Vote Here for the Modern-Day Longitude Prize

1book140_icon.JPG Here at 1book140, we're currently reading Dava Sobel's Longitude: The Story of the Lone Genius Who Solved the Greatest Scientific Mystery of His Time. Sobel recounts clockmaker John Harrison's epic quest to determine longitude from a ship, and claim the fat prize British Parliament offered for doing so. The ultimate solution not only comprised a milestone of science, but saved the lives of countless mariners and had an enormous impact on the global politics of the day.

We asked 1book140 readers to nominate subjects for a modern-day Longitude Prize, and they didn't disappoint. Longtime bookie David Eccles pointed out that to be truly analogous, a modern-day equivalent would have to not only save lives, but also promise economic benefits. David nominated The Elimination of Malaria, which would do much to bolster labor forces in the developing world.

Brandy Stillman was thinking along similar lines. "With all of the science and technology in the world, we still have no way to Cure Cancer."

But, Gill Corden points out, there's not much political will to cure diseases. "What would our glorious leaders pay a king's ransom for today? It has to be Free, Sustainable Energy."In that same vein, Brad Chamberlin suggests Nuclear Fusion, which offers considerable advantages over fission, the process employed by the nuclear power plants of today.

Pat, known to longtime bookies as @SeasonOnThe101, pointed out that Google asks job applicants for a Solution to World Hunger. That strikes us as exceptionally ambitious, but if it's good enough for Google, who are we to look askance at it?

I used to write about water issues for Wired, and so this next submission struck the right note to me. Jill Hubley points out that Access to Clean Water will soon become a problem in even developed countries like America, and already leads to the deaths of millions every year.

Perhaps the problem is less catching fish, so to speak, than teaching others to fish for themselves? Allison Lantero nominated Creating Equitable Education, in which all people, regardless of economic or geographical status, go to great schools.

Kymm Coveny, who may just possibly read more books than the rest of us combined, doesn't want to be "argumentative." But she points out that the Longitude Prize was less about saving lives than advancing science. To that end she proposes the Search for the Higgs Boson, also known (to the media at any rate) as the God Particle.

The prize for most intriguing submission goes to Kyle Behymer, who suggests we should offer our hypothetical prize for solving the mystery of Why Honey Bee Colonies Collapse. "Birds do it, fleas do it, but when bees do it, the value is $212 billion to the world economy," points out Reuters.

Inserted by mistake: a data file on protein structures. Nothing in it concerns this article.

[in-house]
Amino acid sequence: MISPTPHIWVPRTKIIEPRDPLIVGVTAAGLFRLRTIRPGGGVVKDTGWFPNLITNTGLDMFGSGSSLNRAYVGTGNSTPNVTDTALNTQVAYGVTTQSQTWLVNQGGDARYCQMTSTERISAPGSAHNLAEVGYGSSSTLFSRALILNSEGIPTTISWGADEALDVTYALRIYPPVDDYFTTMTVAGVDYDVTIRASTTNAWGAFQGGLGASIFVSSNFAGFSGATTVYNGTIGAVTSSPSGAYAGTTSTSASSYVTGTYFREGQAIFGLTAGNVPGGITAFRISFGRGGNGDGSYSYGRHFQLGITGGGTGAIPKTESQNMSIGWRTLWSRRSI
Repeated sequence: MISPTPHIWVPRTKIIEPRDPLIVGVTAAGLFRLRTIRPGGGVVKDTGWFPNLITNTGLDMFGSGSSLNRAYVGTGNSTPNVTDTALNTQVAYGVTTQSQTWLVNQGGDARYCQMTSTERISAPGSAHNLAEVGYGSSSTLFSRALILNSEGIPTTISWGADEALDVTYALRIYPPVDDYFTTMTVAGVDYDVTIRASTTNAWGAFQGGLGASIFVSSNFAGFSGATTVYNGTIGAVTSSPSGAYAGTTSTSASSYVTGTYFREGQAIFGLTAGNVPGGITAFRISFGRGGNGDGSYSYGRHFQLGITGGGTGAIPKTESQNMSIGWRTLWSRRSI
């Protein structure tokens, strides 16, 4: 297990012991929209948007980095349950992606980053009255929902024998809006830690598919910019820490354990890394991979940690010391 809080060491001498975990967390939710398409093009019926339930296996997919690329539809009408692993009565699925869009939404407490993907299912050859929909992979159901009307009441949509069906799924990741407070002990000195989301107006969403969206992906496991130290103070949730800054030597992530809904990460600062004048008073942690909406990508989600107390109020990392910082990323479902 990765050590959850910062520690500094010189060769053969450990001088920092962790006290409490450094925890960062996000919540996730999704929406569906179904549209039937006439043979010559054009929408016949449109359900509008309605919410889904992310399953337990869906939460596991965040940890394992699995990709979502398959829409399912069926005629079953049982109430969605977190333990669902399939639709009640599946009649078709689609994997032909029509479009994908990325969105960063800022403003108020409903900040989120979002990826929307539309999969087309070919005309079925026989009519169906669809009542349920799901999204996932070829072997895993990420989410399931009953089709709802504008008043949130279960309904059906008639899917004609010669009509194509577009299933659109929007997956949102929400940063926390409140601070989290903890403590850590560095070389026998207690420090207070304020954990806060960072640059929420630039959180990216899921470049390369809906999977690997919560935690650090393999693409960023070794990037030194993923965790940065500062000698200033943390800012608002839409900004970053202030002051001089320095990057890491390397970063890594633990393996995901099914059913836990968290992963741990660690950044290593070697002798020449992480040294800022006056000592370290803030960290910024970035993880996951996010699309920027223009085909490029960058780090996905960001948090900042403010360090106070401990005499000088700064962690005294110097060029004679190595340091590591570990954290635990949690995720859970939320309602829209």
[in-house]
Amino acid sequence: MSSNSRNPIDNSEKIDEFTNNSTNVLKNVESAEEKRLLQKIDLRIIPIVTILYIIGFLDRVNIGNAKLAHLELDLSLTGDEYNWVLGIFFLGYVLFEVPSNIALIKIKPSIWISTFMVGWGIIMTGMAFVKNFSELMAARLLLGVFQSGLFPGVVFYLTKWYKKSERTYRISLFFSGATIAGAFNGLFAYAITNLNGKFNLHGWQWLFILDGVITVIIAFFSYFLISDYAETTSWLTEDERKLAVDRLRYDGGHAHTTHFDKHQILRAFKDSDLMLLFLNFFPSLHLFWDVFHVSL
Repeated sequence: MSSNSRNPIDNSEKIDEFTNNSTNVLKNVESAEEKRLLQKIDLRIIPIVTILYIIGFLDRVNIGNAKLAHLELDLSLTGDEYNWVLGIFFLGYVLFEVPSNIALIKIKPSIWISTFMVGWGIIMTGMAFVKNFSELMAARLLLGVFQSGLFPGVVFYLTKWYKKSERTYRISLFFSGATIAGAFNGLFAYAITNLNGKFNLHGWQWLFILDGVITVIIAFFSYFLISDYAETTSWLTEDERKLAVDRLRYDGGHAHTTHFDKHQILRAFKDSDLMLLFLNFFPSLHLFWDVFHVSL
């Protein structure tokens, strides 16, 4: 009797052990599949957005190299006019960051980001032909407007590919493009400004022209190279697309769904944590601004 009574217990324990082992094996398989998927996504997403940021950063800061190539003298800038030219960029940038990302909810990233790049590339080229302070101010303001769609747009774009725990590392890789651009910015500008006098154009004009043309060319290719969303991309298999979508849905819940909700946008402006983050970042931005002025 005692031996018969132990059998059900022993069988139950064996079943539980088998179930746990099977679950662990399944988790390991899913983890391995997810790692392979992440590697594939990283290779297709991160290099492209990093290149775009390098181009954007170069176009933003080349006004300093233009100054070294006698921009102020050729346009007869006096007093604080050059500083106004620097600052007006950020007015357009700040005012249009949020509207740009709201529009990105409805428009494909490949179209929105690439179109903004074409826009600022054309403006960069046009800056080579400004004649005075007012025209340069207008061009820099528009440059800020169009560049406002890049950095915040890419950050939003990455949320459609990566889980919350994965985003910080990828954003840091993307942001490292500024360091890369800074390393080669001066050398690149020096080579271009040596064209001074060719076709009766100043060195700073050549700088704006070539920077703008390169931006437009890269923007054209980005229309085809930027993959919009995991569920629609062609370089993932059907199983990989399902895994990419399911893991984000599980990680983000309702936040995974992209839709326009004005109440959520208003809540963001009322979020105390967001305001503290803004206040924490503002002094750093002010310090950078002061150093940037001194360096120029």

Finally, I'm going to offer one of my own: Creating a System of Public Financing for Politicians. Here's my logic: We ultimately need policymakers to help solve any of the worthy problems listed above. How can we alleviate the noxious influence of money in politics and still preserve free speech?

Cast your vote below, bookies! The top five will receive special, limited editions of books by Dava Sobel. Voting ends on Thursday at 5 pm.

Presented by

Jeff Howe is a professor of journalism at Northeastern University in Boston and a former Nieman Fellow at Harvard. He helps run @1book140, The Atlantic's Twitter book club. More

Jeff Howe is a professor of journalism at Northeastern University in Boston, Massachusetts and a former Nieman Fellow at Harvard University. He previously worked as a contributing editor at Wired Magazine, where he covered the media and entertainment industries. In June 2006 he published "The Rise of Crowdsourcing" in Wired. In September 2008 he published a book on the subject for Random House. The book has been translated into 11 languages. Before coming to Wired in 2001 he was a senior editor at and a writer at the Village Voice. In his 20 years as a journalist he has traveled around the world working on stories ranging from the impending water crisis in Central Asia to the implications of gene patenting. He has written for Time, U.S. News & World Report, The Washington Post, Mother Jones and numerous other publications. He lives in Cambridge with his wife and two children.

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